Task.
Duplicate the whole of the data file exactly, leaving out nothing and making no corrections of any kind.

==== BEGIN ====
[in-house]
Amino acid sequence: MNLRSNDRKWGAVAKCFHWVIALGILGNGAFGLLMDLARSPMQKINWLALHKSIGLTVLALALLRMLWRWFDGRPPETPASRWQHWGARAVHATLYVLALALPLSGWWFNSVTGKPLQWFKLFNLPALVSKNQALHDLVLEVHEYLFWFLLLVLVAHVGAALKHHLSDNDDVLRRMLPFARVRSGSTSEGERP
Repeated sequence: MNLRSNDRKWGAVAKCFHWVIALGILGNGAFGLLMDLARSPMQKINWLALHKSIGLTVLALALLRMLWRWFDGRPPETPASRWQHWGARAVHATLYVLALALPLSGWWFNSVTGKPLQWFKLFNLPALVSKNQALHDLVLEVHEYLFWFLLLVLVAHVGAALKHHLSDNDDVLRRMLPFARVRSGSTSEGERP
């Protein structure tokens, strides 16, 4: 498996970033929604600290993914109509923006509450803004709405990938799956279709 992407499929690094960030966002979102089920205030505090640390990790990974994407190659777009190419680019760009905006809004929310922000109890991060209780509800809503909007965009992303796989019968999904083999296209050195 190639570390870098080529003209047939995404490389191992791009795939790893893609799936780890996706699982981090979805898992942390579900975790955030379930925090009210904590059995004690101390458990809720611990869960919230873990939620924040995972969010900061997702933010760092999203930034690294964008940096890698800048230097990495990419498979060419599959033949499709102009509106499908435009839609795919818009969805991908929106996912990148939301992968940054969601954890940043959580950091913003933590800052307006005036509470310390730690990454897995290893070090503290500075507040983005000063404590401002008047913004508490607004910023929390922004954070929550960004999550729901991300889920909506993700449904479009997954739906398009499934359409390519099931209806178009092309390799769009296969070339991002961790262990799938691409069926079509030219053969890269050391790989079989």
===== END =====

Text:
[in-house]
Amino acid sequence: MNLRSNDRKWGAVAKCFHWVIALGILGNGAFGLLMDLARSPMQKINWLALHKSIGLTVLALALLRMLWRWFDGRPPETPASRWQHWGARAVHATLYVLALALPLSGWWFNSVTGKPLQWFKLFNLPALVSKNQALHDLVLEVHEYLFWFLLLVLVAHVGAALKHHLSDNDDVLRRMLPFARVRSGSTSEGERP
Repeated sequence: MNLRSNDRKWGAVAKCFHWVIALGILGNGAFGLLMDLARSPMQKINWLALHKSIGLTVLALALLRMLWRWFDGRPPETPASRWQHWGARAVHATLYVLALALPLSGWWFNSVTGKPLQWFKLFNLPALVSKNQALHDLVLEVHEYLFWFLLLVLVAHVGAALKHHLSDNDDVLRRMLPFARVRSGSTSEGERP
């Protein structure tokens, strides 16, 4: 498996970033929604600290993914109509923006509450803004709405990938799956279709 992407499929690094960030966002979102089920205030505090640390990790990974994407190659777009190419680019760009905006809004929310922000109890991060209780509800809503909007965009992303796989019968999904083999296209050195 190639570390870098080529003209047939995404490389191992791009795939790893893609799936780890996706699982981090979805898992942390579900975790955030379930925090009210904590059995004690101390458990809720611990869960919230873990939620924040995972969010900061997702933010760092999203930034690294964008940096890698800048230097990495990419498979060419599959033949499709102009509106499908435009839609795919818009969805991908929106996912990148939301992968940054969601954890940043959580950091913003933590800052307006005036509470310390730690990454897995290893070090503290500075507040983005000063404590401002008047913004508490607004910023929390922004954070929550960004999550729901991300889920909506993700449904479009997954739906398009499934359409390519099931209806178009092309390799769009296969070339991002961790262990799938691409069926079509030219053969890269050391790989079989």